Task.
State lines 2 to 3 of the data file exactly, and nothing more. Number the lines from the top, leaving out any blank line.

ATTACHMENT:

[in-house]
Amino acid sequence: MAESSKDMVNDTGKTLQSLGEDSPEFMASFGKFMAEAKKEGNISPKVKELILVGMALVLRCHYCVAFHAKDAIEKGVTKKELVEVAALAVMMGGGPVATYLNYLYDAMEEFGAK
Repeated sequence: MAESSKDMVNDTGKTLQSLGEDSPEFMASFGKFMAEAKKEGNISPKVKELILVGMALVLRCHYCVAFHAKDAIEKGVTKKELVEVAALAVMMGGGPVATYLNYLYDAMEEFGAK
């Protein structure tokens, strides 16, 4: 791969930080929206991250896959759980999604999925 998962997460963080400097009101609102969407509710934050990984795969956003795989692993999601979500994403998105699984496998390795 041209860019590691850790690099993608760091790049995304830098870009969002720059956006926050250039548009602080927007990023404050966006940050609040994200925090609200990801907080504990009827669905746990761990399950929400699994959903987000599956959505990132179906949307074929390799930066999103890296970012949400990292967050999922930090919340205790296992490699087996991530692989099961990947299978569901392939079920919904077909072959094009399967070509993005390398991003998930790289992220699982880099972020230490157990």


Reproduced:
Amino acid sequence: MAESSKDMVNDTGKTLQSLGEDSPEFMASFGKFMAEAKKEGNISPKVKELILVGMALVLRCHYCVAFHAKDAIEKGVTKKELVEVAALAVMMGGGPVATYLNYLYDAMEEFGAK
Repeated sequence: MAESSKDMVNDTGKTLQSLGEDSPEFMASFGKFMAEAKKEGNISPKVKELILVGMALVLRCHYCVAFHAKDAIEKGVTKKELVEVAALAVMMGGGPVATYLNYLYDAMEEFGAK